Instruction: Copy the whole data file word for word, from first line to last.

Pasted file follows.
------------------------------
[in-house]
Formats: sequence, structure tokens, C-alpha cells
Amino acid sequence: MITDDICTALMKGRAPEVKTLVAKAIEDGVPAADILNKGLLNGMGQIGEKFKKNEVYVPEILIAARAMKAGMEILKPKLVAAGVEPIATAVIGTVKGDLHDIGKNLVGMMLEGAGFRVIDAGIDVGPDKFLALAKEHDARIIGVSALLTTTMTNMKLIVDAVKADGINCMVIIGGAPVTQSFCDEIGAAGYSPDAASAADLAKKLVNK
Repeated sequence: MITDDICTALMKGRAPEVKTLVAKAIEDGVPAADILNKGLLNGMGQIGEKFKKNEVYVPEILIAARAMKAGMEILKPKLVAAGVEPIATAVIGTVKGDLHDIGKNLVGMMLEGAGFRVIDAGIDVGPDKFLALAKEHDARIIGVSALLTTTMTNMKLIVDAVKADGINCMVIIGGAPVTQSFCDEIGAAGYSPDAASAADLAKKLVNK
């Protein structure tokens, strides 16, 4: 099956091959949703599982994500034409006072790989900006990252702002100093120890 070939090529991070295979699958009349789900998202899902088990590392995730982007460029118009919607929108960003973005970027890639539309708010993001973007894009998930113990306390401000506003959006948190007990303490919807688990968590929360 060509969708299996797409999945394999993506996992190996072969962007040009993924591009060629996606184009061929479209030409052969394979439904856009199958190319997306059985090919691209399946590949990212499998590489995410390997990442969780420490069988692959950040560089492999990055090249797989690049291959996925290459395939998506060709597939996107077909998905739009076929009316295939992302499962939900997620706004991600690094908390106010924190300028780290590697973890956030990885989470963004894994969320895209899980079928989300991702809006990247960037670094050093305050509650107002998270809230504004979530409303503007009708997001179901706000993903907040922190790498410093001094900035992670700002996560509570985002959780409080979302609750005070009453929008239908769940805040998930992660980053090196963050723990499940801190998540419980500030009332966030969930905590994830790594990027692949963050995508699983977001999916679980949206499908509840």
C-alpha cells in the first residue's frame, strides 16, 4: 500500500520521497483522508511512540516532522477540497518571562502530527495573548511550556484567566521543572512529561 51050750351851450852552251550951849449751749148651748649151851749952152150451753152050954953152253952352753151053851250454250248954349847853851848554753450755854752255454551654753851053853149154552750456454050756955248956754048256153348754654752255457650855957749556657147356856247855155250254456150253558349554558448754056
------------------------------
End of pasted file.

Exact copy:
[in-house]
Formats: sequence, structure tokens, C-alpha cells
Amino acid sequence: MITDDICTALMKGRAPEVKTLVAKAIEDGVPAADILNKGLLNGMGQIGEKFKKNEVYVPEILIAARAMKAGMEILKPKLVAAGVEPIATAVIGTVKGDLHDIGKNLVGMMLEGAGFRVIDAGIDVGPDKFLALAKEHDARIIGVSALLTTTMTNMKLIVDAVKADGINCMVIIGGAPVTQSFCDEIGAAGYSPDAASAADLAKKLVNK
Repeated sequence: MITDDICTALMKGRAPEVKTLVAKAIEDGVPAADILNKGLLNGMGQIGEKFKKNEVYVPEILIAARAMKAGMEILKPKLVAAGVEPIATAVIGTVKGDLHDIGKNLVGMMLEGAGFRVIDAGIDVGPDKFLALAKEHDARIIGVSALLTTTMTNMKLIVDAVKADGINCMVIIGGAPVTQSFCDEIGAAGYSPDAASAADLAKKLVNK
């Protein structure tokens, strides 16, 4: 099956091959949703599982994500034409006072790989900006990252702002100093120890 070939090529991070295979699958009349789900998202899902088990590392995730982007460029118009919607929108960003973005970027890639539309708010993001973007894009998930113990306390401000506003959006948190007990303490919807688990968590929360 060509969708299996797409999945394999993506996992190996072969962007040009993924591009060629996606184009061929479209030409052969394979439904856009199958190319997306059985090919691209399946590949990212499998590489995410390997990442969780420490069988692959950040560089492999990055090249797989690049291959996925290459395939998506060709597939996107077909998905739009076929009316295939992302499962939900997620706004991600690094908390106010924190300028780290590697973890956030990885989470963004894994969320895209899980079928989300991702809006990247960037670094050093305050509650107002998270809230504004979530409303503007009708997001179901706000993903907040922190790498410093001094900035992670700002996560509570985002959780409080979302609750005070009453929008239908769940805040998930992660980053090196963050723990499940801190998540419980500030009332966030969930905590994830790594990027692949963050995508699983977001999916679980949206499908509840």
C-alpha cells in the first residue's frame, strides 16, 4: 500500500520521497483522508511512540516532522477540497518571562502530527495573548511550556484567566521543572512529561 51050750351851450852552251550951849449751749148651748649151851749952152150451753152050954953152253952352753151053851250454250248954349847853851848554753450755854752255454551654753851053853149154552750456454050756955248956754048256153348754654752255457650855957749556657147356856247855155250254456150253558349554558448754056